W3C home > Mailing lists > Public > www-svg@w3.org > December 2013

RE: [filter-effects] Blending without compositing

From: David Dailey <ddailey@zoominternet.net>
Date: Thu, 12 Dec 2013 21:35:41 -0500
To: "'Nikos Andronikos'" <nikos.andronikos@cisra.canon.com.au>, "'Dirk Schulze'" <dschulze@adobe.com>, <public-fx@w3.org>, "'www-svg'" <www-svg@w3.org>
Message-ID: <002501cef7ac$04903bc0$0db0b340$@net>
Whatever ya'll decide here, there are a few use cases that have been with us
since the beginning of time:

 

Additive and subtractive color models:

 

See the first two (from top left) illustrations at 

http://cs.sru.edu/~ddailey/canterbury/V9a.svg

 

in ASV (so robust it was!)

or In Opera (12.16 - is there a later version I should be using?)

 

Things are good!

 

But the drawing is disturbingly complex (though not nearly so awful as what
other people do  -- see for example
http://en.wikipedia.org/wiki/File:SubtractiveColor.svg which breaks every
conceivable concept of accessibility whether ya'll like those concepts or
not)

 

Then take a peek in IE 11 (which at least seems to understand what an author
intended with regard to feComposite and feBlend) but seems to barf on the
idea of replicated filters applied to one another?

 

IE11 gets a passing grade (D)

 

Of course it may be the spec that is flunking rather than the browsers, but
my goodness! How hideous the discrepancies are!

 

Now turn your attention to Chrome (I don't really know what Chrome likes to
call itself now - I found myself in an upgrade path no doubt controlled by
Samsung or Hitachi - I don't know who) Chrome 31.0.1650.63 m (which probably
tells the NSA the exact machine in the universe I was using when I repeated
the experiment) maybe it is Chromium maybe it is Bling, maybe it is the
goofy banner thing that IE implemented that got standards folk so nutty in
the 1990's)) , Oh my! I could not have figured out how to make this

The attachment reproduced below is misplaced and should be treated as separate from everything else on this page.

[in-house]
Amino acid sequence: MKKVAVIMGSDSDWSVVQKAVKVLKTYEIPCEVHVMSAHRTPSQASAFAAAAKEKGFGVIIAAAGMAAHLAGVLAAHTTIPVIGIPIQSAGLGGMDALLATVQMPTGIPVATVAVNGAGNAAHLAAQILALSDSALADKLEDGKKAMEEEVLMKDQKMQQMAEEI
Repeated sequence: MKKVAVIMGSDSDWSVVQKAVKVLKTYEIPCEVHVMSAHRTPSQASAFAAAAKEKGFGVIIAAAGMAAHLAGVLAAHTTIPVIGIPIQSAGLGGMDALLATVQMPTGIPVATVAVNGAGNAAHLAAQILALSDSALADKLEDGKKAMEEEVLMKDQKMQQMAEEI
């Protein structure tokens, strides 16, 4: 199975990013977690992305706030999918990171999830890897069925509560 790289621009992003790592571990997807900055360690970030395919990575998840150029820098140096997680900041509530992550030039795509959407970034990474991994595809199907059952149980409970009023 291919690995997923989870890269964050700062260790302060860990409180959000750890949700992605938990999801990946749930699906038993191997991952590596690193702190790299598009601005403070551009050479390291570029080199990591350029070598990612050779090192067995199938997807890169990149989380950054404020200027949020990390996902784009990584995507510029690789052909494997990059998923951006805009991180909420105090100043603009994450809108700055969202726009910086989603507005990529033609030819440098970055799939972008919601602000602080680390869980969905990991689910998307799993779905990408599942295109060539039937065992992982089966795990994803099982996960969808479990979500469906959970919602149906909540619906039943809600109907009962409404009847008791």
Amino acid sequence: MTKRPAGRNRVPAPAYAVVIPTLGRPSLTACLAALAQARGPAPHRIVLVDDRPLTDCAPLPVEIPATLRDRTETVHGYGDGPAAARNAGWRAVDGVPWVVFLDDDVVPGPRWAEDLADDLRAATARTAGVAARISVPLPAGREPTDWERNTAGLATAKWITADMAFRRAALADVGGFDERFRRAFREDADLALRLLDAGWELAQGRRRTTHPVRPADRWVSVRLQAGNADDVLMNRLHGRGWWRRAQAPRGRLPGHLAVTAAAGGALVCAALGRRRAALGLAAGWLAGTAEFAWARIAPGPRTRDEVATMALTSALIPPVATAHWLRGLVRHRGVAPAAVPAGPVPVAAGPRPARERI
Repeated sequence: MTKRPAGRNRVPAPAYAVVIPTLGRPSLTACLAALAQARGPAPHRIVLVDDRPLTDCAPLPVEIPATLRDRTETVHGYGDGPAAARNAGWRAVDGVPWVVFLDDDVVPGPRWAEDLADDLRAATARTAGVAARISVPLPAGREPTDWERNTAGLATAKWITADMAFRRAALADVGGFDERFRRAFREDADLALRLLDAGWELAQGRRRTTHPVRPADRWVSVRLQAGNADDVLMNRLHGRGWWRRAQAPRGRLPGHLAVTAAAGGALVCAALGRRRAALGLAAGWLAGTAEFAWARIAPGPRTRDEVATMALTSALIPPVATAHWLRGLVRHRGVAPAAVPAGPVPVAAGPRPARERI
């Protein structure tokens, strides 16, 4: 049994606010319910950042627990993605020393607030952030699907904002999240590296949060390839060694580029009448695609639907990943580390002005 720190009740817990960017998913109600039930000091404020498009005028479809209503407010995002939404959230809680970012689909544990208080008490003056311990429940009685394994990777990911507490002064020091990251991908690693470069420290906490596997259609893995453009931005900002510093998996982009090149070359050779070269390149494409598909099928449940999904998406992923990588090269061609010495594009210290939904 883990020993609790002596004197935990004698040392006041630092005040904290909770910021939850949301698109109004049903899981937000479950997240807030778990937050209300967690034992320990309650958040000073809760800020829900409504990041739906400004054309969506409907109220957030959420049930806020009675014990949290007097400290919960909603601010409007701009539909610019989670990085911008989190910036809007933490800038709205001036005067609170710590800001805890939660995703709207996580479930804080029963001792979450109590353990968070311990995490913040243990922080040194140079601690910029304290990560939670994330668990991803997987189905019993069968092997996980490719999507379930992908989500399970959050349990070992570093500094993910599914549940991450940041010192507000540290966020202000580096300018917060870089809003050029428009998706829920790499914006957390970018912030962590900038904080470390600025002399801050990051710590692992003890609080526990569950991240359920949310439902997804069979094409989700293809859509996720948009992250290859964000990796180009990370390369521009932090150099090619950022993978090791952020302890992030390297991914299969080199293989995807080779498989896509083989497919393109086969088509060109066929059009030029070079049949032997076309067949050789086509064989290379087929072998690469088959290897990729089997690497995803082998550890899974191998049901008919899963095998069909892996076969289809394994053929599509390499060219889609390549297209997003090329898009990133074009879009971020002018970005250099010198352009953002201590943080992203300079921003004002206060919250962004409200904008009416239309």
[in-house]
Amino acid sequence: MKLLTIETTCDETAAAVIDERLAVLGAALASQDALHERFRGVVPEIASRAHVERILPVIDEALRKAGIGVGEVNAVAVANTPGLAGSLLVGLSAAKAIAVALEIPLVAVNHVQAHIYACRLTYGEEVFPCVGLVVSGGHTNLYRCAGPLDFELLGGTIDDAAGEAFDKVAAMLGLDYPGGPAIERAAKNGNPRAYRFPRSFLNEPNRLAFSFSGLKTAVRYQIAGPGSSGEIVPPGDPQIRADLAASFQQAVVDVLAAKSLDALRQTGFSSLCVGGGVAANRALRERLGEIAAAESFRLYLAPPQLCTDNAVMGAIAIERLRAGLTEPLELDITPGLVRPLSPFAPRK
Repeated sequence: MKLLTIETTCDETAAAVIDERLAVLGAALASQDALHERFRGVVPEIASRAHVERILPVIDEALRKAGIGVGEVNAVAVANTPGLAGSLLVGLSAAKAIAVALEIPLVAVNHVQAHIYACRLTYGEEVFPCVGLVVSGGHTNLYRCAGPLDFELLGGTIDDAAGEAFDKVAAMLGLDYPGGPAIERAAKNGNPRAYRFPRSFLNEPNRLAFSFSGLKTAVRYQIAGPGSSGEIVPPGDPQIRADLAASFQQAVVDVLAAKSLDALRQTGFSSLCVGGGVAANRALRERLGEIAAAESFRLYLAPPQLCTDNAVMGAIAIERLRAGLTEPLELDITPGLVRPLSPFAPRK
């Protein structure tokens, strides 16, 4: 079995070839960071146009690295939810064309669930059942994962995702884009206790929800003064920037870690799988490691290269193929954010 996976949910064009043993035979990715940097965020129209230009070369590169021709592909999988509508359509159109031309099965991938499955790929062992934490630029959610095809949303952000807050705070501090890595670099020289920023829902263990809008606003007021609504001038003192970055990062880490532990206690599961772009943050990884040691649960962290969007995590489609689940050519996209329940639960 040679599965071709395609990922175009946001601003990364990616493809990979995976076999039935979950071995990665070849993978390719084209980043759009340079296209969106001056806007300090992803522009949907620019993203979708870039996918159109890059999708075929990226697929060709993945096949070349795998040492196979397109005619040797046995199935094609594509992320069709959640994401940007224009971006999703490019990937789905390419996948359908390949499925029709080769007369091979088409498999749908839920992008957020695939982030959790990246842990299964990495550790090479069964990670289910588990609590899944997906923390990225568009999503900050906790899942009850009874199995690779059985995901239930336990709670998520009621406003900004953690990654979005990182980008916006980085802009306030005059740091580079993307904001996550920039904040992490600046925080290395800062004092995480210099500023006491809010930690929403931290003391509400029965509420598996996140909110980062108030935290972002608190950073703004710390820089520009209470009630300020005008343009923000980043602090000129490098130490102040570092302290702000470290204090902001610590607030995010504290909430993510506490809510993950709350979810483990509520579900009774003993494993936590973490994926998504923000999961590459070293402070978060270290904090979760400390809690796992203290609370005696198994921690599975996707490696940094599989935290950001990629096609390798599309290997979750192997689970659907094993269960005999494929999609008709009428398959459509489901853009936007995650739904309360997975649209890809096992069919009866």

particular result happen if I wanted it to! Extra credit to anyone who can
make this happen across browsers (on purpose!).

 

Safari at least sees all the circles, but it just gives up altogether on the
filters.

 

Firefox is so terribly unhappy with the example that it refuses to try to
render any more than two of the circles!

 

All browsers respectfully disagree! It is exactly the sort of example I like
since no two browsers do the same thing! Additional extra credit for the
hall-of-fame-of-browser-breakers for things that make all eight browsers
disagree (eight?).

 

All I want to do is draw additive and subtractive models of color in as
simple a way as possible!

 

Dear standards-writers. please make sure that in your next version of SVG (I
am patient and can wait for 3.0 if needed) there is a way to do this. Please
let me know how to as well, so that if I write articles about how to do it,
the spec won't change out from under me - not that that would ever happened
of course!

 

Perennial cheer and occasional irony.

David

 

 

 

 

From: Nikos Andronikos [mailto:nikos.andronikos@cisra.canon.com.au] 
Sent: Thursday, December 12, 2013 6:45 PM
To: Dirk Schulze; public-fx@w3.org; www-svg
Subject: Re: [filter-effects] Blending without compositing

 

On 12/12/2013 5:21 PM, Dirk Schulze wrote:

Are we trying to preserve backwards compatibility here? e.g. keep an option
for the (incorrect) double composite and add an option for no composite? 

 

 

[DS] Yes, backwards compatibility is important. Do I understand your comment
correctly that you also don't want to add compositing modes to feBlend? In
this case I suggest a new attribute called composite = "true | false" (I
would like to have a boolean attribute but that needs changes on SVG2....
lets see if we get that before LC.)

 

 

This was discussed at this mornings telcon, but just for closure:
Yes you do understand me correctly =)
I don't think adding compositing operators to feBlend would be useful if the
implementation is going to be different than the compositing and blending
spec (because the double contribution of the backdrop needs to be retained
for src-over).

And on that note, I think it would be a good idea to add a note to Filter
Effects explaining that the double contribution of the backdrop will occur
if 'no-composite' is enabled.

Nikos
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Received on Friday, 13 December 2013 02:36:38 UTC

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